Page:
The Government is cracking down on suicide websites by rewriting the Suicide Act 1961 to make it easier to apply the law to the internet.
The Government said it was responding to public concern about links between suicide and the internet.
UK internet service providers (ISPs) already take down websites under their control when notified that they contain illegal material. They are also free to restrict access to "harmful or tasteless material" in accordance with their "acceptable use" policies, said the government.
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Simplifying the suicide law should help them apply rules about assisted suicide web content, said the Government.
Justice minister Maria Eagle said: "Protecting vulnerable and young people must be a priority and a responsibility for us all. Suicide is a tragic phenomenon, especially for the families and friends left behind.
"There is no magic solution to protecting vulnerable people online. Updating the language of the Suicide Act, however, should help to reassure people that the internet is not a lawless environment and that we can meet the challenges of the digital world."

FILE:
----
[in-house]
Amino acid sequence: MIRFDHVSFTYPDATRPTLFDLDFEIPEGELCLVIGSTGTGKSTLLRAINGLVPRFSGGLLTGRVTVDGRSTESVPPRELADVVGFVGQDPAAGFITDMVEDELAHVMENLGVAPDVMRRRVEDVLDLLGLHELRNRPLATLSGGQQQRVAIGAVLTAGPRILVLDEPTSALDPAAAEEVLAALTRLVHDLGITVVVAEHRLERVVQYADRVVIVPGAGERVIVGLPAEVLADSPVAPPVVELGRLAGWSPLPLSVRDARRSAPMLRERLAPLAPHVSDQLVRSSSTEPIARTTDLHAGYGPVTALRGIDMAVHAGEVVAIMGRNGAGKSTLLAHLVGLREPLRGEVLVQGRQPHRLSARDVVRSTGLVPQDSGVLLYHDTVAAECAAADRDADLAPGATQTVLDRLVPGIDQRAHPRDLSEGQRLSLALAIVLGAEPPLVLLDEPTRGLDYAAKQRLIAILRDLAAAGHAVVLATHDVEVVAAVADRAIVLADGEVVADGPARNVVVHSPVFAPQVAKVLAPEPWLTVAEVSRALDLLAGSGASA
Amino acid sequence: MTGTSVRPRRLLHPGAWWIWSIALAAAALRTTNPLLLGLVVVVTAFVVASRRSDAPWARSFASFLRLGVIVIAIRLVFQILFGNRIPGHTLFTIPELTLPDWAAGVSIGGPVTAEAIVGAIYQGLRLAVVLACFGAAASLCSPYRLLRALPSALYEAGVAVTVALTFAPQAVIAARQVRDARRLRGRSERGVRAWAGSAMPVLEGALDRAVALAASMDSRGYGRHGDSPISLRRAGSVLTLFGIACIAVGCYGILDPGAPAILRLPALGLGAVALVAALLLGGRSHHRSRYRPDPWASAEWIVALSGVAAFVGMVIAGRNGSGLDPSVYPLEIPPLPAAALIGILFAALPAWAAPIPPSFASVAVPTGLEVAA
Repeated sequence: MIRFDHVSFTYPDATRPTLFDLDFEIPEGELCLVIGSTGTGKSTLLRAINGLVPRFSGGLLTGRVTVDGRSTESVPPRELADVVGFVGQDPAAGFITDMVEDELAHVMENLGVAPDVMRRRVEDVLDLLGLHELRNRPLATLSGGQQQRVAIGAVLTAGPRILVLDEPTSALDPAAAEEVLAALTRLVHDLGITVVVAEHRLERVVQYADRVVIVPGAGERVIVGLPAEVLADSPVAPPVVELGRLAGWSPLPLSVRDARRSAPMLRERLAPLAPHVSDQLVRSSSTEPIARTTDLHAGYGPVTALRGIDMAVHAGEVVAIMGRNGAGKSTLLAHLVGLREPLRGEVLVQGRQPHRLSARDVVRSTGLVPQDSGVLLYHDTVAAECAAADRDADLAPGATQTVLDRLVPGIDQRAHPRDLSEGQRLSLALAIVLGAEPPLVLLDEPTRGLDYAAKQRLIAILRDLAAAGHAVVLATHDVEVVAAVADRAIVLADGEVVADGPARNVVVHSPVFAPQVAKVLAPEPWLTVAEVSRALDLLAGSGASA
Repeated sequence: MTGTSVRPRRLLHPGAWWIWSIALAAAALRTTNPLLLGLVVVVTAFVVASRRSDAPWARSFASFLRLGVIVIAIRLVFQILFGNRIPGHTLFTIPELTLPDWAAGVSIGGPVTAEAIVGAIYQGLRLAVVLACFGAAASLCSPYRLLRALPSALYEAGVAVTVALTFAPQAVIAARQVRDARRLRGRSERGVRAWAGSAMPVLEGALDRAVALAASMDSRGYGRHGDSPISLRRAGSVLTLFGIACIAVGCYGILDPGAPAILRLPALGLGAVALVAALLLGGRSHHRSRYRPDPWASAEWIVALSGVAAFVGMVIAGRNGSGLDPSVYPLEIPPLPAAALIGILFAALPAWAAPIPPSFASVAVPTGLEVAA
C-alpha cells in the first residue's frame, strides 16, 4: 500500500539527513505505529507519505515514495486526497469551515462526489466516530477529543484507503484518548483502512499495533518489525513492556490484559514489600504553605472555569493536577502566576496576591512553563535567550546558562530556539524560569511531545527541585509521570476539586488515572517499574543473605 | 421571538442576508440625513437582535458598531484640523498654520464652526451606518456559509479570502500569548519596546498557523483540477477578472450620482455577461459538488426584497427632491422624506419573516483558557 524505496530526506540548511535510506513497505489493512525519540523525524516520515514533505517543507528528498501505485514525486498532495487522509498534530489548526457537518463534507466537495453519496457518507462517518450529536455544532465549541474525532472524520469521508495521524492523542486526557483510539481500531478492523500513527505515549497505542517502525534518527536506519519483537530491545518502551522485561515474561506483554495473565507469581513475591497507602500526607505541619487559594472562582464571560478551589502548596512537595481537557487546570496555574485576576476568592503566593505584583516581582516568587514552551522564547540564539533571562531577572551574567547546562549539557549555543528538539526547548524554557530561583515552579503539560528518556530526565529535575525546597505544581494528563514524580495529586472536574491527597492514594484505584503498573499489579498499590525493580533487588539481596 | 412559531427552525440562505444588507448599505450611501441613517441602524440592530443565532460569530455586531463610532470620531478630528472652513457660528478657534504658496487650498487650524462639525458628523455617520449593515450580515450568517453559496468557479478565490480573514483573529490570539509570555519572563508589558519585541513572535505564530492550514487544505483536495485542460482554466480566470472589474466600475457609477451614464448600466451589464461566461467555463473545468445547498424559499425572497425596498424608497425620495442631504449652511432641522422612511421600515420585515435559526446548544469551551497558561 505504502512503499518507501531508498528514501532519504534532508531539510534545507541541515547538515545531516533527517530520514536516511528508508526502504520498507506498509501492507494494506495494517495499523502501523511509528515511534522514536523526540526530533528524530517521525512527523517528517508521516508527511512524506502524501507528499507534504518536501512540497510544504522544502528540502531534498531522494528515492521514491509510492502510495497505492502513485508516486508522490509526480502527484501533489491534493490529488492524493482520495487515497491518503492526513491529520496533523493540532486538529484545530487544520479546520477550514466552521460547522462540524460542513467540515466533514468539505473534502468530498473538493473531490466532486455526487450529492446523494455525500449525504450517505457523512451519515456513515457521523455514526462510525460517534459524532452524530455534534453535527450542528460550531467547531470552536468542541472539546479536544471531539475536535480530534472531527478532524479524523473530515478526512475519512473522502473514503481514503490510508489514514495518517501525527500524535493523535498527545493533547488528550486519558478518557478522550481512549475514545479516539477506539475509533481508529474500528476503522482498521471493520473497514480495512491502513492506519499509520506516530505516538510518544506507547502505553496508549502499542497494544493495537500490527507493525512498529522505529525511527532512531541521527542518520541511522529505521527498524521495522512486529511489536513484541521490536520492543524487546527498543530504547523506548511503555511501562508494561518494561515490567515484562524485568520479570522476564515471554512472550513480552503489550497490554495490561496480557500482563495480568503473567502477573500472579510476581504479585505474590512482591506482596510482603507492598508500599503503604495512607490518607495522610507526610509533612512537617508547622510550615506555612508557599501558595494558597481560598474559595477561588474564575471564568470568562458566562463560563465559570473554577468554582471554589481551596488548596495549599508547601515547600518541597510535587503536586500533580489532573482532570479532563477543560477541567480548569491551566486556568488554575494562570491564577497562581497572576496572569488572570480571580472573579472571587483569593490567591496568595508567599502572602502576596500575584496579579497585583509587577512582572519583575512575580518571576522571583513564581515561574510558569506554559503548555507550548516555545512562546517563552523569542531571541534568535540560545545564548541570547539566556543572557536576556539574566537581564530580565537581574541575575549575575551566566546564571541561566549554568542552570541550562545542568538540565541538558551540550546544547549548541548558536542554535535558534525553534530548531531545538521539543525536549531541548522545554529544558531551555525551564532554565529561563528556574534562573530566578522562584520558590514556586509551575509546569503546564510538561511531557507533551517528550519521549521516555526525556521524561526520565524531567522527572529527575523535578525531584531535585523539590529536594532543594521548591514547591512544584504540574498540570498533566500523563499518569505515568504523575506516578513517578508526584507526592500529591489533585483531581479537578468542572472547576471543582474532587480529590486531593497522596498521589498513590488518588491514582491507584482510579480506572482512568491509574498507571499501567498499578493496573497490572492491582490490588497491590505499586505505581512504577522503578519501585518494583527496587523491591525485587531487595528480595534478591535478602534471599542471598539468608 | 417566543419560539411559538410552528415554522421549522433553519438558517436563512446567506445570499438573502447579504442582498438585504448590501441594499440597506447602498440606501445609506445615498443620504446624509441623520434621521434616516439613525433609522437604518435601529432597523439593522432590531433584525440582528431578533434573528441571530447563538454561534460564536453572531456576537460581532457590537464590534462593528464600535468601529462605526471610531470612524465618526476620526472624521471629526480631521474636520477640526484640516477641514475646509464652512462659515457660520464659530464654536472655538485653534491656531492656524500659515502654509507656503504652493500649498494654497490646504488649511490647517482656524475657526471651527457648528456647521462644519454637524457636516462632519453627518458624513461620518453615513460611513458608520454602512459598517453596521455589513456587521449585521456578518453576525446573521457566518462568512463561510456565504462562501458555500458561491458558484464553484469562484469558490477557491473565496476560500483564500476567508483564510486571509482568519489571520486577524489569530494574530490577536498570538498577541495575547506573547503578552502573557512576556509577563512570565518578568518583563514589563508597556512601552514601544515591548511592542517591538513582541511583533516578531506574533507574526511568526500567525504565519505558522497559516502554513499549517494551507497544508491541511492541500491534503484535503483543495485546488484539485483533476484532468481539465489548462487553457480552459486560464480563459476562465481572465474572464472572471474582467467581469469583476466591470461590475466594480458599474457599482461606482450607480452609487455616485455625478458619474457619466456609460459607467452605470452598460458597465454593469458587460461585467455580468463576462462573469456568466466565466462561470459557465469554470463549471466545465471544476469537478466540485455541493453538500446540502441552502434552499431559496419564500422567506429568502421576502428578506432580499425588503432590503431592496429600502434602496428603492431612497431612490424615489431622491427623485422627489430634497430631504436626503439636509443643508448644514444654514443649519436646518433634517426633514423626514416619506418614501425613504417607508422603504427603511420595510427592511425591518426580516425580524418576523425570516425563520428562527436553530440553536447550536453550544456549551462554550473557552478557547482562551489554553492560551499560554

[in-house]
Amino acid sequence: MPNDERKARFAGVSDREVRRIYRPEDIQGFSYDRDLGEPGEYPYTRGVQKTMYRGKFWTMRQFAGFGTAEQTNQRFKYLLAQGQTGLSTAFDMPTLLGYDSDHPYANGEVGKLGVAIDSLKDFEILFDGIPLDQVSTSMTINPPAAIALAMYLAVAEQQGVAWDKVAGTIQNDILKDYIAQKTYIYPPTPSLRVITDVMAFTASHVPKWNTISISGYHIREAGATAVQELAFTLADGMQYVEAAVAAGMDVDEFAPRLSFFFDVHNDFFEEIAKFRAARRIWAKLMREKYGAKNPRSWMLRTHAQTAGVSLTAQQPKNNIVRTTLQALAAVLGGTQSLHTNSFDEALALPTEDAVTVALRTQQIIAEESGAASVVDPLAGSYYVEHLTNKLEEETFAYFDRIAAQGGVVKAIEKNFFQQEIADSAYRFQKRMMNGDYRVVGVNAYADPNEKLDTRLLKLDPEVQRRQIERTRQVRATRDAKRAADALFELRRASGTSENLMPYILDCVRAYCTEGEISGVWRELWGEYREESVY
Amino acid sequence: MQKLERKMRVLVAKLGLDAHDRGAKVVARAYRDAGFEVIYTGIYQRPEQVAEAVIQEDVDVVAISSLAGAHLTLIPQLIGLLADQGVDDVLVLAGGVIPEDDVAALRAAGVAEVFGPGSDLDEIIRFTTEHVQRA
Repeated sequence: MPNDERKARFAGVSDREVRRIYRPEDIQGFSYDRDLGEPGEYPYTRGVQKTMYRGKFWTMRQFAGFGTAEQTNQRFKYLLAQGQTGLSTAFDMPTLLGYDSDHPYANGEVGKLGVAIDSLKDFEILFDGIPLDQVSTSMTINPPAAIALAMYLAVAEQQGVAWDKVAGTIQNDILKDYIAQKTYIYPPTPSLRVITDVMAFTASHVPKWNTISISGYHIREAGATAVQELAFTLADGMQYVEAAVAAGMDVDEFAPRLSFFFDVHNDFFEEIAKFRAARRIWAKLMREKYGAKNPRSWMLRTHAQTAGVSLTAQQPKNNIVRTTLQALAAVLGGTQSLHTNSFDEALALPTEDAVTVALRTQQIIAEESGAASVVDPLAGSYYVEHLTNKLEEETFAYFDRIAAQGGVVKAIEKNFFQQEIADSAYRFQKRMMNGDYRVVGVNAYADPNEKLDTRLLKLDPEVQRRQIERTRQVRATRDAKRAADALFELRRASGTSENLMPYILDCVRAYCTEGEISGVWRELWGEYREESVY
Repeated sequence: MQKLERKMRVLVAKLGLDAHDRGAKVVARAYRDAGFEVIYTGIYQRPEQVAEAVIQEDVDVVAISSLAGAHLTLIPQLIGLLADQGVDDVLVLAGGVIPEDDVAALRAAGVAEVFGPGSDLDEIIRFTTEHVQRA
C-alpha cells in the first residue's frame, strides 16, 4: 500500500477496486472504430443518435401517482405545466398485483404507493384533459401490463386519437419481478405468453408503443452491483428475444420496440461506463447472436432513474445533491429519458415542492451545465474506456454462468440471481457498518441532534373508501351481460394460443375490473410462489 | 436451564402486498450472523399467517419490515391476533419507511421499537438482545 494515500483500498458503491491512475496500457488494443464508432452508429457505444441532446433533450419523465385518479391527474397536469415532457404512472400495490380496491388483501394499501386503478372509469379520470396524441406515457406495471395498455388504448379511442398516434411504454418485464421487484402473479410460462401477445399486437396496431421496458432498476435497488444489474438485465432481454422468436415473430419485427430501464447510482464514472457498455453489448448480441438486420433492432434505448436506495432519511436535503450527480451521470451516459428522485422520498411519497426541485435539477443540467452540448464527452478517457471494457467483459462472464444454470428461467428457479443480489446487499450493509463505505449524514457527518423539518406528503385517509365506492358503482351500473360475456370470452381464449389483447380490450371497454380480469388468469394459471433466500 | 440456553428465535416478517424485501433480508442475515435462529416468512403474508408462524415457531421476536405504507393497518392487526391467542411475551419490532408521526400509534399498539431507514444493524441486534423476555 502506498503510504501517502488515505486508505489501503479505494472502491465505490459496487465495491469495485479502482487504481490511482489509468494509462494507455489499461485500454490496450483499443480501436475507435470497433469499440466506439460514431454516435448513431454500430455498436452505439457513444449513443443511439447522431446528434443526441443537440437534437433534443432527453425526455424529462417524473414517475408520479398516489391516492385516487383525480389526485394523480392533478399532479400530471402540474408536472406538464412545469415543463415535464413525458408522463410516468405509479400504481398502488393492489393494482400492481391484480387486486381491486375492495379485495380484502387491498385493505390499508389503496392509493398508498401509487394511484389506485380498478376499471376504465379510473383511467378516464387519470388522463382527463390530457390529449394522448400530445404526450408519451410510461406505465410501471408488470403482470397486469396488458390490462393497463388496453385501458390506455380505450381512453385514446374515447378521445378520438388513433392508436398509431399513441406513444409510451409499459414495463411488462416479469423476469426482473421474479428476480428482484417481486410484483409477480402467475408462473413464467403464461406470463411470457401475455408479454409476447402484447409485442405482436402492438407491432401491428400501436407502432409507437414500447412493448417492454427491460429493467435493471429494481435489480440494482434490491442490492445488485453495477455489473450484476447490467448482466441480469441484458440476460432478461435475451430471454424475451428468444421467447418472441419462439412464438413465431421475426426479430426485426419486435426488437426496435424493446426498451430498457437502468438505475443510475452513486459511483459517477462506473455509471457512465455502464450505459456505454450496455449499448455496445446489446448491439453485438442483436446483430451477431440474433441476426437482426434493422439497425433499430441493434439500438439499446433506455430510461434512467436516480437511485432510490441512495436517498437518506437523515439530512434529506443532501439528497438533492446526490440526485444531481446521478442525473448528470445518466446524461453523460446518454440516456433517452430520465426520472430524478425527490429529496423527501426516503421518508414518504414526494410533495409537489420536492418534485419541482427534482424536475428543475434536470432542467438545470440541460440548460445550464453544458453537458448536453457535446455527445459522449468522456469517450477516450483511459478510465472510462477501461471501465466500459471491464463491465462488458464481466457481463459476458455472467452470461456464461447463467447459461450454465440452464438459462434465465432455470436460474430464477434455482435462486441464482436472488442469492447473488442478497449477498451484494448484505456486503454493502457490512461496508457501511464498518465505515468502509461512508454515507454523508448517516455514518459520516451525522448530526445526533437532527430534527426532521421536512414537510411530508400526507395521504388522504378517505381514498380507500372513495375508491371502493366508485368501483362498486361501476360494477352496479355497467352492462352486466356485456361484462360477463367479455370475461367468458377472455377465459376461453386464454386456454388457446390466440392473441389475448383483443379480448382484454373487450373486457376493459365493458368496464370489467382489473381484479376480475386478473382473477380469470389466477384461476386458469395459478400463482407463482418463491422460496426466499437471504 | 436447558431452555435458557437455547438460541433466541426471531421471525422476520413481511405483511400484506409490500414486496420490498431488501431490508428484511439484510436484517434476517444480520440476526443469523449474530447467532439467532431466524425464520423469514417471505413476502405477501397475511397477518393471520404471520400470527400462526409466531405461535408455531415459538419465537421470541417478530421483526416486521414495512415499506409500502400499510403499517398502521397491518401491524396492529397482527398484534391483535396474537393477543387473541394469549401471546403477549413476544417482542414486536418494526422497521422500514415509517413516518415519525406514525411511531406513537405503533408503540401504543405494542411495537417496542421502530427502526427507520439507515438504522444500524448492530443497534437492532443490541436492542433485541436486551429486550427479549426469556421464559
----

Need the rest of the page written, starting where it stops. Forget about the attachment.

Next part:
She said, "It is important, particularly in an area of such wide public interest and concern, for the law to be expressed in terms that everyone can understand.
"We continue to work with the internet industry to look at long-term ways to keep people safe and without jeopardising our freedom of speech."
Child psychologist Tanya Byron recently submitted a report for the Government, entitled "Safer Children in a Digital World". The report identified websites promoting suicide as an area of confusion about the law on online activity.
The Law Commission also proposed that the language of the Suicide Act should be changed.
The Government will work with the UK Council on Child Internet Safety on restricting access to illegal websites. The organisations will assess the practicalities of policing and enforcing law online.
The National Suicide Prevention Strategy for England aims to reduce the suicide rate by at least 20% by 2010.